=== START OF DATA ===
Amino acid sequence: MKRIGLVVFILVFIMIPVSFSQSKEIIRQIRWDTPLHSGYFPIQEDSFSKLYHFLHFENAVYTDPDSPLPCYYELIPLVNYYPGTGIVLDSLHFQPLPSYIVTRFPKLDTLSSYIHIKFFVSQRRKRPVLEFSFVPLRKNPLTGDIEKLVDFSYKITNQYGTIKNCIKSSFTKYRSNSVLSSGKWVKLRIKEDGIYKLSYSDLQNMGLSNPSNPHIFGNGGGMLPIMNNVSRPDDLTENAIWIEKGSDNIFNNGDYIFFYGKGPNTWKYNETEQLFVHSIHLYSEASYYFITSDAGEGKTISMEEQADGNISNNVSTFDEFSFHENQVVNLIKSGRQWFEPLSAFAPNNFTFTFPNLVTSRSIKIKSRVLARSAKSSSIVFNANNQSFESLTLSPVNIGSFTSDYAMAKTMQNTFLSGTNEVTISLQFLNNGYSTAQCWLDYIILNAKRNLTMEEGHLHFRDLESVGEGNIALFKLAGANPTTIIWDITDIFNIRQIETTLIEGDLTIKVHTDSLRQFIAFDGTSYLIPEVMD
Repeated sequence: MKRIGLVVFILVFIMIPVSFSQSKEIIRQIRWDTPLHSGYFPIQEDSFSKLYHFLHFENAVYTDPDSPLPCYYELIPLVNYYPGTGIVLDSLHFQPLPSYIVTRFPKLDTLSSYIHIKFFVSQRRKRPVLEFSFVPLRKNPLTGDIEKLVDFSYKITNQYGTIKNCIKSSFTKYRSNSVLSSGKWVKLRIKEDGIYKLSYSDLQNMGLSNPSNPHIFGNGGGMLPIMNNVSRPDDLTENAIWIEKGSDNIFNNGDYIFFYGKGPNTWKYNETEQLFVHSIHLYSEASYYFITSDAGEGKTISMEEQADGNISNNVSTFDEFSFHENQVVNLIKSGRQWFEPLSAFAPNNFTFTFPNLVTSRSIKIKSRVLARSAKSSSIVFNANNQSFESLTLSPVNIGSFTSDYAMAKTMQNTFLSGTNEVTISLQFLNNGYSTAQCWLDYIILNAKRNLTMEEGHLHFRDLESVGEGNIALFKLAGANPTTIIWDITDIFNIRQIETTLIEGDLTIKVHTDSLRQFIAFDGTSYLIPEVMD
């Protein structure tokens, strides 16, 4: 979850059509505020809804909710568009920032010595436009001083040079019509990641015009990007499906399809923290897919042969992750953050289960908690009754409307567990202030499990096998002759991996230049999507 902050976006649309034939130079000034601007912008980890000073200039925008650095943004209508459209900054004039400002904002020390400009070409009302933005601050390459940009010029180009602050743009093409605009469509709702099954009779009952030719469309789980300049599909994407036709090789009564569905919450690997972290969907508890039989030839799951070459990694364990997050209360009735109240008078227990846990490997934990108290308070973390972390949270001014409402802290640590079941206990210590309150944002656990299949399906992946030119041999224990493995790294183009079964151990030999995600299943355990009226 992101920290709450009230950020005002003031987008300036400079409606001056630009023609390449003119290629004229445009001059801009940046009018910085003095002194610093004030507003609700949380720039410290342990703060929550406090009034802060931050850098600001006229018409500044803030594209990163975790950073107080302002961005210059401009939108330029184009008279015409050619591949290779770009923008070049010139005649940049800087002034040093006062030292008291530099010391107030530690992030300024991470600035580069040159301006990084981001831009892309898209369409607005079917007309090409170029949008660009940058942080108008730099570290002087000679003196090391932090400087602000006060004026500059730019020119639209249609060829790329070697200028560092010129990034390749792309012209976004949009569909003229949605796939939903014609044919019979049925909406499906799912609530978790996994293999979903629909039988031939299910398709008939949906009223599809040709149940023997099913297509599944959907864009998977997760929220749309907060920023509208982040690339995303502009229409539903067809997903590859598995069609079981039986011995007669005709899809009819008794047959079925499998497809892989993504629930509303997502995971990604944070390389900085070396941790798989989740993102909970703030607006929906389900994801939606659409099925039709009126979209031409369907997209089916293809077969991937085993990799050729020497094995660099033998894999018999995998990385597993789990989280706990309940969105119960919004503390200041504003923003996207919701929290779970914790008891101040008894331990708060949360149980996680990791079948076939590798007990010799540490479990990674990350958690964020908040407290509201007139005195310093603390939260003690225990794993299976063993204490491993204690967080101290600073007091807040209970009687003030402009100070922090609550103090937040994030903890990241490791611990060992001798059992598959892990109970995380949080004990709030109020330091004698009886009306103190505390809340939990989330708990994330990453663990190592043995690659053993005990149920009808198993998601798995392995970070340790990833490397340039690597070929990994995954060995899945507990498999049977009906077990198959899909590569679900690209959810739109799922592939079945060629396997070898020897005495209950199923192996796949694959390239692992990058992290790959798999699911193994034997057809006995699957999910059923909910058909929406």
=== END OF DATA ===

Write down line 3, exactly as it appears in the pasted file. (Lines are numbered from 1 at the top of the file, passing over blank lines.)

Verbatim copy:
């Protein structure tokens, strides 16, 4: 979850059509505020809804909710568009920032010595436009001083040079019509990641015009990007499906399809923290897919042969992750953050289960908690009754409307567990202030499990096998002759991996230049999507 902050976006649309034939130079000034601007912008980890000073200039925008650095943004209508459209900054004039400002904002020390400009070409009302933005601050390459940009010029180009602050743009093409605009469509709702099954009779009952030719469309789980300049599909994407036709090789009564569905919450690997972290969907508890039989030839799951070459990694364990997050209360009735109240008078227990846990490997934990108290308070973390972390949270001014409402802290640590079941206990210590309150944002656990299949399906992946030119041999224990493995790294183009079964151990030999995600299943355990009226 992101920290709450009230950020005002003031987008300036400079409606001056630009023609390449003119290629004229445009001059801009940046009018910085003095002194610093004030507003609700949380720039410290342990703060929550406090009034802060931050850098600001006229018409500044803030594209990163975790950073107080302002961005210059401009939108330029184009008279015409050619591949290779770009923008070049010139005649940049800087002034040093006062030292008291530099010391107030530690992030300024991470600035580069040159301006990084981001831009892309898209369409607005079917007309090409170029949008660009940058942080108008730099570290002087000679003196090391932090400087602000006060004026500059730019020119639209249609060829790329070697200028560092010129990034390749792309012209976004949009569909003229949605796939939903014609044919019979049925909406499906799912609530978790996994293999979903629909039988031939299910398709008939949906009223599809040709149940023997099913297509599944959907864009998977997760929220749309907060920023509208982040690339995303502009229409539903067809997903590859598995069609079981039986011995007669005709899809009819008794047959079925499998497809892989993504629930509303997502995971990604944070390389900085070396941790798989989740993102909970703030607006929906389900994801939606659409099925039709009126979209031409369907997209089916293809077969991937085993990799050729020497094995660099033998894999018999995998990385597993789990989280706990309940969105119960919004503390200041504003923003996207919701929290779970914790008891101040008894331990708060949360149980996680990791079948076939590798007990010799540490479990990674990350958690964020908040407290509201007139005195310093603390939260003690225990794993299976063993204490491993204690967080101290600073007091807040209970009687003030402009100070922090609550103090937040994030903890990241490791611990060992001798059992598959892990109970995380949080004990709030109020330091004698009886009306103190505390809340939990989330708990994330990453663990190592043995690659053993005990149920009808198993998601798995392995970070340790990833490397340039690597070929990994995954060995899945507990498999049977009906077990198959899909590569679900690209959810739109799922592939079945060629396997070898020897005495209950199923192996796949694959390239692992990058992290790959798999699911193994034997057809006995699957999910059923909910058909929406």